Documentaries enable us to share experiences, question our world and imagine alternatives.
Unlike news reportage and social media, long-form documentary takes the time to explore its subject matter and immerse the audience fully in the situation of others. In the current political climate, the production of great documentaries is essential.
The world of documentary is also alive and resurgent right now. Significant investment from online channels has brought documentary to a whole new audience, and what is being made is more vibrant, exciting and more relevant than ever.
Since the first film was shown, stories have been presented to us through a male lens.
Our perception of the world around us has been set in the context of the male mind. Currently in Scotland, 30% of creative documentaries* are directed by women. With a gender balance in documentary filmmaking, women will be more visible and their voices amplified through film. We also widen our definition of what it means to be a woman, stimulate informed debate and remember the women who have gone before us. Our understanding of ourselves and our society is enriched by this new perspective.
*Our definition of creative documentaries is director-led/authored, standalone documentaries, 59+ minutes in length, directed or co-directed by a woman. Observational or hybrid creative documentaries rather than constructed, factual entertainment, news, social experiments, live theatre, music or sport, or presenter-led programmes.
The term ‘documentary’ was first coined in the 1920’s by a Scot – John Grierson. He and his sisters, Ruby and Marion Grierson, went on to create ground-breaking films and practices which defined the genre. Scotland therefore has a rich history of documentary filmmaking.
Scottish Documentary Institute, established in 2004, is Scotland’s only dedicated documentary talent development organisation. We specialise in documentary training, production and distribution and are ideally placed to deliver this Campaign.
SDI‘s mission is to connect Scotland’s documentary filmmakers to the international industry scene and to develop and grow an inclusive community of filmmakers who reflect the diversity of people living and working in Scotland. It has been very successful in both respects, but women continue to experience specific barriers to progression in the industry, which require a special focus and a tailored approach from organisations like SDI. We launched the 50/50+ Women Direct campaign in 2019, to help women overcome these barriers.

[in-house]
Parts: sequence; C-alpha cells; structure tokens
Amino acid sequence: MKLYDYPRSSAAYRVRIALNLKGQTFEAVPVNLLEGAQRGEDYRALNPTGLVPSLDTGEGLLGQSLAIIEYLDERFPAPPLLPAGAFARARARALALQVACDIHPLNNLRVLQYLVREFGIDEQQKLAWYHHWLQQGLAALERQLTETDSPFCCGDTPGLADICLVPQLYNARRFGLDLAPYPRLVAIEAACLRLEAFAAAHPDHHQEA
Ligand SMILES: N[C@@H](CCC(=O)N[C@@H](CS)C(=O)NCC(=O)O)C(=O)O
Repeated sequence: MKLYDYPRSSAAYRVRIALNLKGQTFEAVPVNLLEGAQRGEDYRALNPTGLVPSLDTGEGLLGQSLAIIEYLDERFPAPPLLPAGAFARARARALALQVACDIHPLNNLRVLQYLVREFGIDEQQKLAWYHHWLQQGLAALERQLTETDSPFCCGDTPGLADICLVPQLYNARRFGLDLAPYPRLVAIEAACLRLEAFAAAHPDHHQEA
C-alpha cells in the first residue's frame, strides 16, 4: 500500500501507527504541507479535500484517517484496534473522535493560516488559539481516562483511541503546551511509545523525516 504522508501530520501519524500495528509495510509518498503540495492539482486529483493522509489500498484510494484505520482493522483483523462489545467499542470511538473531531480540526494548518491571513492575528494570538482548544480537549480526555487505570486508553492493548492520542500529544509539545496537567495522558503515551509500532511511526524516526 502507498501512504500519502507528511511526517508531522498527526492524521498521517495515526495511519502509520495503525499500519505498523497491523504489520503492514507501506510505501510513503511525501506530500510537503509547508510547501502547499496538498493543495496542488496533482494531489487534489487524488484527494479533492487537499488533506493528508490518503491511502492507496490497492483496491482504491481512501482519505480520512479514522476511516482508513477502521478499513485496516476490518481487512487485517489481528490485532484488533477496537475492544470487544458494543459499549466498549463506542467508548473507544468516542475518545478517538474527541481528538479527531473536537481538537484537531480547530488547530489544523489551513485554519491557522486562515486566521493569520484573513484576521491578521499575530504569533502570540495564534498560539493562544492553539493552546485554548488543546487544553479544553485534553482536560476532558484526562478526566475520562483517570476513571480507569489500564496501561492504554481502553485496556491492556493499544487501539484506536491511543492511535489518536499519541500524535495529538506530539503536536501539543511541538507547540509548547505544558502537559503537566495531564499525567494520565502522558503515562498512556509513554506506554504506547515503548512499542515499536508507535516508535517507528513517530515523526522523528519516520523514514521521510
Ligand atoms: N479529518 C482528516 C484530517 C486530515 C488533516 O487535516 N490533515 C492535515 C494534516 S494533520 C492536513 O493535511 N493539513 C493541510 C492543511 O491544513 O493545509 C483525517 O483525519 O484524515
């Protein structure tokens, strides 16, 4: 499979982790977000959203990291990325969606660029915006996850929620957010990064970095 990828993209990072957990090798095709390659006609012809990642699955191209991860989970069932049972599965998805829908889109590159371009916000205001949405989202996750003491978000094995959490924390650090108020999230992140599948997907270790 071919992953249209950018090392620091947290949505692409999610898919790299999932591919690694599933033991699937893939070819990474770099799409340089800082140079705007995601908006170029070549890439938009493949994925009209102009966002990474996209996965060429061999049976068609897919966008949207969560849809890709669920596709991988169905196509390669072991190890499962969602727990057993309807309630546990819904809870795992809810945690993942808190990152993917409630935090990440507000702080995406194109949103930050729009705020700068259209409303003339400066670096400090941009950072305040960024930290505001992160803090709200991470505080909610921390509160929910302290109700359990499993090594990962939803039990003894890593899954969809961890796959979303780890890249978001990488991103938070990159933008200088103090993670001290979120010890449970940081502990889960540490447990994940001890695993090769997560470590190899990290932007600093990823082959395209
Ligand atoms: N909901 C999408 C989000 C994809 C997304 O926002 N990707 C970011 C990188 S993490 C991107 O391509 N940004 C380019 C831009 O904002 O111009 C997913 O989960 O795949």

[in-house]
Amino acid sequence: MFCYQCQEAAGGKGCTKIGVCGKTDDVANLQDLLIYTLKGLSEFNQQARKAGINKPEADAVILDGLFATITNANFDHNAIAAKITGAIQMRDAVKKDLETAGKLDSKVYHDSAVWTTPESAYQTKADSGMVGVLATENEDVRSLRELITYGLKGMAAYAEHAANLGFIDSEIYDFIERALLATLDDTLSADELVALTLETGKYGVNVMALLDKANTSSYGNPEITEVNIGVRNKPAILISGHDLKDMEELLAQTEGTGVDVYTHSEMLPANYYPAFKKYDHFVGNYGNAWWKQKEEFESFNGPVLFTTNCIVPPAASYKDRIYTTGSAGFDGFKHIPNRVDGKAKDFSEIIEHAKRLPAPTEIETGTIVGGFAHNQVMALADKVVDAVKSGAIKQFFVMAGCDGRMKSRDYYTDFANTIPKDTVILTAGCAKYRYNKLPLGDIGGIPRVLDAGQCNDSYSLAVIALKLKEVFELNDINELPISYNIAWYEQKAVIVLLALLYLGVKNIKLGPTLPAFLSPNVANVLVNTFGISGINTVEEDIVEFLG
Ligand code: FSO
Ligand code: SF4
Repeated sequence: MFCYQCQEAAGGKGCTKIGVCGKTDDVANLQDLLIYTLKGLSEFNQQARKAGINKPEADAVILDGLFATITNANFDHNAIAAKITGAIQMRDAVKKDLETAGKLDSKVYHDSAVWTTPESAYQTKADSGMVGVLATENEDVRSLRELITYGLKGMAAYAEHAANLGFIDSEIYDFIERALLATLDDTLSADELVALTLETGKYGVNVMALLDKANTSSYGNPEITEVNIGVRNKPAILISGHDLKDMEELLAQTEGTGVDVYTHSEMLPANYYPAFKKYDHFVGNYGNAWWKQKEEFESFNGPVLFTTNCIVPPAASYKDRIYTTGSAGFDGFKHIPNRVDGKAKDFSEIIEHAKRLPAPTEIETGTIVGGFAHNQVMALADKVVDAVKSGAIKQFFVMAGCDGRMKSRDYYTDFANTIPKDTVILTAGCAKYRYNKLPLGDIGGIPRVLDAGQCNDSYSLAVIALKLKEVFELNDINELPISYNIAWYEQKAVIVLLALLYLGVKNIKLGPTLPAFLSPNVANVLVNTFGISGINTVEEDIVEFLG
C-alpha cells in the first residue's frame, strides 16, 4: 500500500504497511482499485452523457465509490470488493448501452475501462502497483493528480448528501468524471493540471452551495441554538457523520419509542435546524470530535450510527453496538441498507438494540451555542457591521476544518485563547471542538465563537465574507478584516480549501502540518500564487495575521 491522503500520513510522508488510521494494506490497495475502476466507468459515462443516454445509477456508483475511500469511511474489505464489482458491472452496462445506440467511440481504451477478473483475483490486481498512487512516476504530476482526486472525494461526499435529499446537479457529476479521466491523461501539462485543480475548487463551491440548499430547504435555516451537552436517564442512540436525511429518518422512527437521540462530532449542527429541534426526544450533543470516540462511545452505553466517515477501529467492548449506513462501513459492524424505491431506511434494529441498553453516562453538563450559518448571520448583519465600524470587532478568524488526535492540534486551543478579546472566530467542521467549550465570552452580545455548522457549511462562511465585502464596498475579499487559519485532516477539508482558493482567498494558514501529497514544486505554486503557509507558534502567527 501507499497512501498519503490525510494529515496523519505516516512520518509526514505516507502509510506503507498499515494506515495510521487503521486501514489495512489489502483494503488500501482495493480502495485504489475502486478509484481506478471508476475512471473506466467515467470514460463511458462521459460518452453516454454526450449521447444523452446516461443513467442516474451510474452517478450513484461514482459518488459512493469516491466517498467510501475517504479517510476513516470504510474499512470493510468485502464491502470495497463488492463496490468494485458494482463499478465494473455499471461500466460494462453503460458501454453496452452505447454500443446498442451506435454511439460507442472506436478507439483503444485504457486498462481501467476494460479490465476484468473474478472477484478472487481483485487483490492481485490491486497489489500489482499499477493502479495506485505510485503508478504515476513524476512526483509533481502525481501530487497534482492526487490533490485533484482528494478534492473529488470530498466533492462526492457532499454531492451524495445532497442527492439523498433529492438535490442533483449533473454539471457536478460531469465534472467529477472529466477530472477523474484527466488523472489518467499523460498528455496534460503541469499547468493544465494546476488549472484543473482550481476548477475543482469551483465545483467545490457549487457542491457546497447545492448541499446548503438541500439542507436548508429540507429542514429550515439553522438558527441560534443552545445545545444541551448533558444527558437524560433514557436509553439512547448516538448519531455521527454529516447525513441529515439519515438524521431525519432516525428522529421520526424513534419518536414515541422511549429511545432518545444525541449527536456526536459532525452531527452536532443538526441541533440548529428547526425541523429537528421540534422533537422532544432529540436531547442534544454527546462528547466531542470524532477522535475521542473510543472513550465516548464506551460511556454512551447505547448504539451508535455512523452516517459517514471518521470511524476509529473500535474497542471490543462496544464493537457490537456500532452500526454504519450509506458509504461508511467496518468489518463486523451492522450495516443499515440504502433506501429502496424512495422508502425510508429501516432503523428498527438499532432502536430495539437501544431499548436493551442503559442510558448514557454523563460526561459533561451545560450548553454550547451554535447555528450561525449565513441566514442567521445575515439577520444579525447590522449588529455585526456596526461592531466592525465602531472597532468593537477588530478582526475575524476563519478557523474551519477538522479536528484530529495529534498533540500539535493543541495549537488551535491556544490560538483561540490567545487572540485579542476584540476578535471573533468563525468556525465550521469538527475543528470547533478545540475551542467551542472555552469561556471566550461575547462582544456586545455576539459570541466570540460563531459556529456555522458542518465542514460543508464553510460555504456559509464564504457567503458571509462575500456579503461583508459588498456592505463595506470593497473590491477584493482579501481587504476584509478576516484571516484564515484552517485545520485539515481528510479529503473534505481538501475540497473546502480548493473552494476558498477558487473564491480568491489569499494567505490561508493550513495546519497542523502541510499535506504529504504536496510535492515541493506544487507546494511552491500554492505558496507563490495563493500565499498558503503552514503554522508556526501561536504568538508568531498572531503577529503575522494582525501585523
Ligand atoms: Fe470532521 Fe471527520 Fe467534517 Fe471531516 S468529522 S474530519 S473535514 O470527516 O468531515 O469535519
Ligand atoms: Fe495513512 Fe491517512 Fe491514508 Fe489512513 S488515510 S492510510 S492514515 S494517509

How will we achieve our aim?
We are going to prioritise our efforts in three key areas. We are fundraising for these with a view to launching them in 2020, and we need your help.
We have some amazing talent that can take the next step and we’re going to do our best to help them. Because women support and champion other women, our first priority was to establish a new mentoring and development programme where some of Scotland’s best female filmmakers could pass on their knowledge to emerging talent. We’re thrilled to announce that this programme, called New Voices, launched in July 2020 and is very successful in building the confidence, contacts and industry knowledge of our female documentary filmmakers. Some of the outcomes for the first group of nine New Voices participants include:
- 10 meetings lined up with commissioners and funders
- 5 successful funding proposals
- 5 new TV commissions
- 4 participants accepted onto other training courses
- 4 participants were working on new feature-length documentaries
- And being on New Voices either ‘improved’ or ‘substantially improved’ the films they were working on
We also launched the Women Direct(ory) as a means of raising the visibility of the women in our industry and connecting them with paid work opportunities.
Access to funding is also key for women. Unpredictable income and low film budgets stop women training, meeting caring costs and getting their films made. Our next priority is to establish a new grant fund for women making documentaries.
We know young women are voracious producers and consumers of media. Through a wider outreach programme – community workshops, careers fairs and talks – we will attract double the amount of women, especially from marginalised backgrounds, to join us to learn about the art and business of documentary and to make stories that need to be told.
Through a targeted and co-ordinated PR and marketing campaign we’ll work with the industry to address its bias, and we will raise the profile of Scottish Documentary makers across the world. It’s time to be proud of the great work we do and the causes we bring to life.
This work will get us to 50% of Scottish docs directed by women by 2025. Charitable donations will make the difference and our ambition is to raise £1m to fund our 5 year programme to change this industry.
Why is the campaign called 50|50+ and who is included in this campaign?
Scottish Documentary Institute is committed to, and champions, inclusion and diversity.
The Campaign is called 50|50+ Women Direct because the ‘50+’ that we want to achieve includes cis women, trans women, genderqueer, femme/feminine-identifying, and non-binary filmmakers.